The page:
Indeed, the UN reports (Sept 5 2005): "the halving of fertility rates in developing countries, and a dip in the birth rate of even the least developed ones.... From 1950 to 2005, fertility rates in developing countries (not the poorest), plummeted from 6.2 births per family to 2.8". The UN now thinks that population will peak at nine billion in 2050 and then start falling for the first time since the 14th century (the Black Death).
Why the change?:
So what happened to make this big change? Experts used to think it was educating women that did the trick. Once they learnt to read, it opened up more options for them and they stopped having so many children. But tell that to the women of Bangladesh! They are among the poorest and the least educated in the world. And most girls there marry in their teens. In 1973, they had an around 5.5 children in each family. But by the 1990s, this fell dramatically. Now they have 2.7 (UN Population Report, April 2nd 2009). Equally unexpected is the discovery that most of the recent decline in fertility in India has been among illiterate women. In Iran, too, women have cut their fertility rate by two- thirds in less than 20 years.
How come they have changed so much? Demographers believed humans were "hard-wired" to have at least two children. But now they have ditched the idea that it's prosperity and education that encourage women to voluntarily reduce their numbers of babies.
In both Bangladesh and Pakistan, child care is the woman's domain. Men don't interfere over children in the home Husbands get involved only in decisions outside the home. So women get to decide the numbers of children they intend to bear. But controlling women is a part of the social structure. And often, it's the mother-in-law who gets to decide things, which undermines a young women's confidence.
But things are changing. Demographers say that, apart from the availability of contraception, there is something else that accounts for this fast-falling fertility - women's emancipation. Even the very poor and ill-educated are starting to learn about the gains of women round the world. Tim Dyson (a professor of population studies) says: "they are seizing their chance for a better life. And that doesn't have to involve babies".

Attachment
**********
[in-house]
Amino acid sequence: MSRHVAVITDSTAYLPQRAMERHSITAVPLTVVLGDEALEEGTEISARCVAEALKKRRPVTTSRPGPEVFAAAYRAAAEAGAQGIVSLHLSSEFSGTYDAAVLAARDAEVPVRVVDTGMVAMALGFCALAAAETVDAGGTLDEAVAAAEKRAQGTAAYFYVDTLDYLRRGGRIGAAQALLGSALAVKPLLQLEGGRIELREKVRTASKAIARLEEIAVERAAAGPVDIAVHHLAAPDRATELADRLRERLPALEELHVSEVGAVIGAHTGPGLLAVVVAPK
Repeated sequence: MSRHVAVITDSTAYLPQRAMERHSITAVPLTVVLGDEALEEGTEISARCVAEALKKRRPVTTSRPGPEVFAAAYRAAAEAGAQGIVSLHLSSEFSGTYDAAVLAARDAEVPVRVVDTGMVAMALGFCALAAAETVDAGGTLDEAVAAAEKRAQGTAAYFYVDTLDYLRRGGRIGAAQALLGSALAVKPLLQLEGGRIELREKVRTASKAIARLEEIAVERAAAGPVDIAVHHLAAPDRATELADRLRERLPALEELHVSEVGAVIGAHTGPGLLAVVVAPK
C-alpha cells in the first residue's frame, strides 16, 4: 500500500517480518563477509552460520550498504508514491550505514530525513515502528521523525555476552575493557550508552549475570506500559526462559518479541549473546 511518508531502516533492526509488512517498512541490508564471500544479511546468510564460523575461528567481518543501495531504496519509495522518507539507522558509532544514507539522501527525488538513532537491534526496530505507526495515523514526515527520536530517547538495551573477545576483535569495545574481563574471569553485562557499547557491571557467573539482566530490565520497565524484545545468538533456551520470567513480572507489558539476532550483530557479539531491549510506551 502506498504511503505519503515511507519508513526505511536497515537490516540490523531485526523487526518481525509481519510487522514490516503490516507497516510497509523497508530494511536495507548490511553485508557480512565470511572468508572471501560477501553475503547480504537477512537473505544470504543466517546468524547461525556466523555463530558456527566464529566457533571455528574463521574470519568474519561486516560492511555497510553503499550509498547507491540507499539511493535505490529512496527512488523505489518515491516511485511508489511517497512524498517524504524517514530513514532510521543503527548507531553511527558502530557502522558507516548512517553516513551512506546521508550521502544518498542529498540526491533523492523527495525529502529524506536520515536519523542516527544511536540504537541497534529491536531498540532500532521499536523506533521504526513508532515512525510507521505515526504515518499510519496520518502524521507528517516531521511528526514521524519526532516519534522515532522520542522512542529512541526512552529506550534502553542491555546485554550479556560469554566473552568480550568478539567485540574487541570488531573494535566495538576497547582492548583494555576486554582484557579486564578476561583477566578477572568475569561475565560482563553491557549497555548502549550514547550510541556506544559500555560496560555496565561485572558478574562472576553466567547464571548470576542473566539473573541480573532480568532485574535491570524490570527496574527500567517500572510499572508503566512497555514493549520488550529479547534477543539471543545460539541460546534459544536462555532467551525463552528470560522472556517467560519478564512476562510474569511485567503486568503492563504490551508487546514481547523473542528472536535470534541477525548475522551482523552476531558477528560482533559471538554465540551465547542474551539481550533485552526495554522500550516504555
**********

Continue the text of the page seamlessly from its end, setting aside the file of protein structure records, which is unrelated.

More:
This came partly through the improved life-expectancy of children. "The enormous time, energy and emotion women used to spend on bearing and raising children, most of whom died before reaching adulthood, can now be spent on other things," says Griffith Feeney of the East- West Center in Hawaii. And, having seized their social and economic opportunities, some women are questioning the need for parenthood altogether. "Getting married and having children are simply not as important as they used to be," Professor Dyson says.
How come? Fred Pearce gives us a clue in his book Confessions of an Eco Sinner. He followed a group of young women who had moved from their villagers in Bangladesh to Dhaka, in search of work. They took jobs in low paying so called sweatshops, making tee-shirts and being paid about a dollar a day. Not much: yet these women were able to send home about three dollars for each week they worked. In spite of the low pay and harsh factory conditions, these women were the rich ones in their families, giving them a real status in their villages for the first time ever. More important, as one factory manager pointed out: "these women are becoming an economic force. This is the first time they have had jobs outside the home. They are independent decision makers. They can come and go; nobody stops them". Tim Dyson reckons that even the women stuck at home in the villages are changing. "In the modern world... the flickering TV screen in the corner of the room that shows the young women the kind of world they could have if they could win a life away from just rearing children". And watching the tele is certainly easier than learning to read.